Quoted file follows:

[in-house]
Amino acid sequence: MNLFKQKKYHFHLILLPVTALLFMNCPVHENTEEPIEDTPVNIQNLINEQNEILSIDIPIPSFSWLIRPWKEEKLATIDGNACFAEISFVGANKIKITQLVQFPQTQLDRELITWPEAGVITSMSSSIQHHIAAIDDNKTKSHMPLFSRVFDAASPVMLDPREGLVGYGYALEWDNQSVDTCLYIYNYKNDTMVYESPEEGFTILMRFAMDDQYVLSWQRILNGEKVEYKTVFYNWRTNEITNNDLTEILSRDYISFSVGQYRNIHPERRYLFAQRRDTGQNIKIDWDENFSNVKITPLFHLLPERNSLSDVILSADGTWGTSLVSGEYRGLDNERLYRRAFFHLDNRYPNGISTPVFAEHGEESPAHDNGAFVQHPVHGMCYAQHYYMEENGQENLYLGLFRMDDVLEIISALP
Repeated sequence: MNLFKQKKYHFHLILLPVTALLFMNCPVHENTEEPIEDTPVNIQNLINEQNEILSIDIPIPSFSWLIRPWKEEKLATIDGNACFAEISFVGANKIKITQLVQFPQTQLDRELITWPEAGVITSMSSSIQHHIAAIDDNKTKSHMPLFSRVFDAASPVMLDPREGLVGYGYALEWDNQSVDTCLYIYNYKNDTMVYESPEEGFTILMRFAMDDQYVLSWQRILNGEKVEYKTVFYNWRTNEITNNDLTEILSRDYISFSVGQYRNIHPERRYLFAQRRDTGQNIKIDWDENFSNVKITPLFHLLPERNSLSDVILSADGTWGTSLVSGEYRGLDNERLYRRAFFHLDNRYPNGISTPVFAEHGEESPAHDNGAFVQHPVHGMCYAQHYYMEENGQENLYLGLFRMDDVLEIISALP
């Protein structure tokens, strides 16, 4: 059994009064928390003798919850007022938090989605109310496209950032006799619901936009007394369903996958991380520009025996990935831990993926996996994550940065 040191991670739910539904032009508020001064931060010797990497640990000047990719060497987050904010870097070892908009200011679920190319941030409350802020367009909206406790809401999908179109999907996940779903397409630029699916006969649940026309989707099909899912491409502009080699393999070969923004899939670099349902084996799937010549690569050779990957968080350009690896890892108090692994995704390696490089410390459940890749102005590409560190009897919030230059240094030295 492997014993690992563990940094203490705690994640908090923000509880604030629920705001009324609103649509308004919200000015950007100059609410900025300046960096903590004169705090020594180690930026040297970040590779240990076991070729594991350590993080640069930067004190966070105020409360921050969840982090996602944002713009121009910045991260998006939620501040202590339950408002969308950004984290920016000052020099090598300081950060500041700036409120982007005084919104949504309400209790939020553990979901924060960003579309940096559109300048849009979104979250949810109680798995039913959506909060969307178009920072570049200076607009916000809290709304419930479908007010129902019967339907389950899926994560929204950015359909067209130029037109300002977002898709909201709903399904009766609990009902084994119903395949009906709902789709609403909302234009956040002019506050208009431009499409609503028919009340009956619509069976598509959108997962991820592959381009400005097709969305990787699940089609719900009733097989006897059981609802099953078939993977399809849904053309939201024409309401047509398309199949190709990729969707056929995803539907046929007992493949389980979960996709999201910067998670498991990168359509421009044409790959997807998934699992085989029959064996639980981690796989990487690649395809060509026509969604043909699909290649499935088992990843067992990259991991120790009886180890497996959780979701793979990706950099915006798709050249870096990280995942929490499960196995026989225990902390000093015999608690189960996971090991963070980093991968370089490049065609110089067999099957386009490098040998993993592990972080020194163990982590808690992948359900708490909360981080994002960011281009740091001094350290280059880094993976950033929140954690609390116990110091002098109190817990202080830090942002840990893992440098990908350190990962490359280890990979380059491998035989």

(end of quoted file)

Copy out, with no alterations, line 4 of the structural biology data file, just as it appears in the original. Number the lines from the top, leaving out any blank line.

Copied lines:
């Protein structure tokens, strides 16, 4: 059994009064928390003798919850007022938090989605109310496209950032006799619901936009007394369903996958991380520009025996990935831990993926996996994550940065 040191991670739910539904032009508020001064931060010797990497640990000047990719060497987050904010870097070892908009200011679920190319941030409350802020367009909206406790809401999908179109999907996940779903397409630029699916006969649940026309989707099909899912491409502009080699393999070969923004899939670099349902084996799937010549690569050779990957968080350009690896890892108090692994995704390696490089410390459940890749102005590409560190009897919030230059240094030295 492997014993690992563990940094203490705690994640908090923000509880604030629920705001009324609103649509308004919200000015950007100059609410900025300046960096903590004169705090020594180690930026040297970040590779240990076991070729594991350590993080640069930067004190966070105020409360921050969840982090996602944002713009121009910045991260998006939620501040202590339950408002969308950004984290920016000052020099090598300081950060500041700036409120982007005084919104949504309400209790939020553990979901924060960003579309940096559109300048849009979104979250949810109680798995039913959506909060969307178009920072570049200076607009916000809290709304419930479908007010129902019967339907389950899926994560929204950015359909067209130029037109300002977002898709909201709903399904009766609990009902084994119903395949009906709902789709609403909302234009956040002019506050208009431009499409609503028919009340009956619509069976598509959108997962991820592959381009400005097709969305990787699940089609719900009733097989006897059981609802099953078939993977399809849904053309939201024409309401047509398309199949190709990729969707056929995803539907046929007992493949389980979960996709999201910067998670498991990168359509421009044409790959997807998934699992085989029959064996639980981690796989990487690649395809060509026509969604043909699909290649499935088992990843067992990259991991120790009886180890497996959780979701793979990706950099915006798709050249870096990280995942929490499960196995026989225990902390000093015999608690189960996971090991963070980093991968370089490049065609110089067999099957386009490098040998993993592990972080020194163990982590808690992948359900708490909360981080994002960011281009740091001094350290280059880094993976950033929140954690609390116990110091002098109190817990202080830090942002840990893992440098990908350190990962490359280890990979380059491998035989």